When is Drug Possession a Misdemeanor or a Felony?
Compared to a felony, a misdemeanor drug possession does not come along with as severe penalties. There are distinct differences between what makes up a felony or a misdemeanor for drug possession. That leads to the inevitable question of when is drug possession a misdemeanor or a felony? The Law Offices of Nicholas J. Del Pizzo, a Baltimore Criminal Defense Law Firm, breaks down the differences.
Answering The Question: When is Drug Possession a Misdemeanor or a Felony
Felony Drug Possession
When someone faces a felony drug possession conviction, it more than likely means they probably not only had the drug on their person but also had clear intent to distribute because of the large quantity found. The repercussions for felony drug possession can include a long-term prison sentence, a large fine, community service, probation, and completing a drug counseling program.
If someone is a repeat offender, they are likely to endure a longer sentence with even larger fines. A felony drug possession may include 1-3 years behind bars, with that length of time doubling or tripling for second or third-time offenders.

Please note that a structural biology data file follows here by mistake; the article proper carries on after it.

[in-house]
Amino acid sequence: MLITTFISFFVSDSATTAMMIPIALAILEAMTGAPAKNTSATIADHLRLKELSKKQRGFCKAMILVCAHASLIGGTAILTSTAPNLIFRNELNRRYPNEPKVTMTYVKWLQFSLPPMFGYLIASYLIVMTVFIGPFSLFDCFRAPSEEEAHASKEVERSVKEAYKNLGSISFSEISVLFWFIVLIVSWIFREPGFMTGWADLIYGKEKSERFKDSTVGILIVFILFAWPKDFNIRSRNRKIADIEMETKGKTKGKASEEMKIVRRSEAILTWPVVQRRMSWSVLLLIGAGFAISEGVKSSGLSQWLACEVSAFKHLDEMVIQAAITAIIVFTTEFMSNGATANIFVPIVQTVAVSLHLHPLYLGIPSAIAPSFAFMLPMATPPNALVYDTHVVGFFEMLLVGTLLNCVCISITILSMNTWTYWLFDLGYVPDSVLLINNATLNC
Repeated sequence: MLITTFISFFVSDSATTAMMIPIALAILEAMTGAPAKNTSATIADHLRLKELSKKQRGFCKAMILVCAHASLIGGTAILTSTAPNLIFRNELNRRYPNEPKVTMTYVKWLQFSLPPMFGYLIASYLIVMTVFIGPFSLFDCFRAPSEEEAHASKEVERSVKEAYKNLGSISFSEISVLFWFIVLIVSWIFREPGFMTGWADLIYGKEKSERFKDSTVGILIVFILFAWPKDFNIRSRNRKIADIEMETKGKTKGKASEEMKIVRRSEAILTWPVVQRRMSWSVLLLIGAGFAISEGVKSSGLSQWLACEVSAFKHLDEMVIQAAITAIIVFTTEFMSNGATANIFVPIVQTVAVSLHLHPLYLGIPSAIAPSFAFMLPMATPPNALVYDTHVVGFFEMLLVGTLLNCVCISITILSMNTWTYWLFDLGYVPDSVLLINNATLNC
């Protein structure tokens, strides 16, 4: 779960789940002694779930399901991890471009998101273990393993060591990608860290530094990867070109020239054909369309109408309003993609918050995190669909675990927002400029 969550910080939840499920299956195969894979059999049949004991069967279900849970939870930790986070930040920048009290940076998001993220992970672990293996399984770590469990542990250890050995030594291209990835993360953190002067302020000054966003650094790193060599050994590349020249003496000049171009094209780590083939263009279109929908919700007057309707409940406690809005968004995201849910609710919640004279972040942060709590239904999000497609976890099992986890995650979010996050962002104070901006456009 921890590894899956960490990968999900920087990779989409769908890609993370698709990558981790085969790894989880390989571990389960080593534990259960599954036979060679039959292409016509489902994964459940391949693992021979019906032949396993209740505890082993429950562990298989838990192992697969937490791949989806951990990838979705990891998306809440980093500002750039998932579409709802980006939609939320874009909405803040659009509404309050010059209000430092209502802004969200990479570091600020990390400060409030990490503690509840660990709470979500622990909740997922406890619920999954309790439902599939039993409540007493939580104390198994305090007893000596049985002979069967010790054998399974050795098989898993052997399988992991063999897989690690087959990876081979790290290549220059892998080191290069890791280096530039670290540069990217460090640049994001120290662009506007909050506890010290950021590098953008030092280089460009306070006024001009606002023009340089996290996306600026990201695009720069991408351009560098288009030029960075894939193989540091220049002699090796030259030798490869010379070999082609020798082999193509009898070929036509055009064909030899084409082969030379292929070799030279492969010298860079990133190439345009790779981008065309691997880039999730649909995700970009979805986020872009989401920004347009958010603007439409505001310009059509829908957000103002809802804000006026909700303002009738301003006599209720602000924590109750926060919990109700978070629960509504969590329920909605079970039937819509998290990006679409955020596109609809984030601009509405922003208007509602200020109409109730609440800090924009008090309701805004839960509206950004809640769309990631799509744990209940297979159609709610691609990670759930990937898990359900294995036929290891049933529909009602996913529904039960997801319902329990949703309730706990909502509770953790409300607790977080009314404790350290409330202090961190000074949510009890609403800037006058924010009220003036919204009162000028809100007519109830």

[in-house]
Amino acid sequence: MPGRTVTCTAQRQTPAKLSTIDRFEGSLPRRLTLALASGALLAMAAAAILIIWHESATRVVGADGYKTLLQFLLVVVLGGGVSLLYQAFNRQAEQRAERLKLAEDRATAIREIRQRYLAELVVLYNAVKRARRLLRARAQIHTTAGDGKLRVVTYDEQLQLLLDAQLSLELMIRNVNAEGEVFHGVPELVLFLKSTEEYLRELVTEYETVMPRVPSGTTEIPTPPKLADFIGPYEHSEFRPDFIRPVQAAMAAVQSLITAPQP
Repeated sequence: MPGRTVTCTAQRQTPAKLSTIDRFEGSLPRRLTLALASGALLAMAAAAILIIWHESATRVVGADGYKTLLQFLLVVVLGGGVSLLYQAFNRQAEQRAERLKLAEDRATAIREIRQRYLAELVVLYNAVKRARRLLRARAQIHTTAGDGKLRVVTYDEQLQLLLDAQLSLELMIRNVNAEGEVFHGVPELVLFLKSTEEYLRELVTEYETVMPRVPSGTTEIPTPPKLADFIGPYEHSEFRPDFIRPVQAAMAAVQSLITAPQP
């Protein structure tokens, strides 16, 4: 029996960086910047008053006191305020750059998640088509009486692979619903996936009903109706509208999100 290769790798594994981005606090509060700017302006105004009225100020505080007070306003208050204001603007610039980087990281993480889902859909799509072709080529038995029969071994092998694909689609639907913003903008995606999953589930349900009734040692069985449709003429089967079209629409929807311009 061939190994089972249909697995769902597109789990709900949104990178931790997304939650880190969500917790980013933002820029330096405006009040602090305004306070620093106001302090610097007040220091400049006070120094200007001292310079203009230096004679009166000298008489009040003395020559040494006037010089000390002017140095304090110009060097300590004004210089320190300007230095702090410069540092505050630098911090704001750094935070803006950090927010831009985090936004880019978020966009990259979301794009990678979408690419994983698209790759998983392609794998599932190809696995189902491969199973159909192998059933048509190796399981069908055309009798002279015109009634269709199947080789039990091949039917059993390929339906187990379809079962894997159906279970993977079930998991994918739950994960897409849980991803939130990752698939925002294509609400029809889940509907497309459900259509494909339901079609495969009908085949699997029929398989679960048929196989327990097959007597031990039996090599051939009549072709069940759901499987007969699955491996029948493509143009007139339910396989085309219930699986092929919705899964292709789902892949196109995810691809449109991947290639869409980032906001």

How Drugs are Classified
The Drug Enforcement Administration (DEA) of the United States categorizes controlled substances by considering its potential for abuse, medical usage, dependence liability, and more. It is worth noting that not all drugs on the list are illegal, as there are exceptions for substances such as nicotine, alcohol, and caffeine. The following factors are considered with classifying illegal drugs:
- Deviation of the drug from valid usage and channels
- Use of drug which strays from its original medical intention that is significant enough to make up as a hazard
- The potential of a drug being abused
- Use of drug which strays from doctor’s advice
State and Federal Penalties
Being charged with a misdemeanor or felony drug possession charge can result in severe penalties on both the federal and state level. The penalty enforced by the court varies based on the drug, quantity, intent of use, offender’s age, crime location, and criminal background. Because of a drug conviction having a negative impact on a person’s life and future, getting legal representation is crucial.
About The Law Offices of Nick Del Pizzo
At the Law Offices of Nick Del Pizzo, we make ourselves available for our clients in a variety of case types. Ranging from foreclosure, bankruptcy, personal injury or medical malpractice. Whatever your legal need is, we are there for you, seven days a week. Your case becomes our cause, and we will seek the best resolution possible.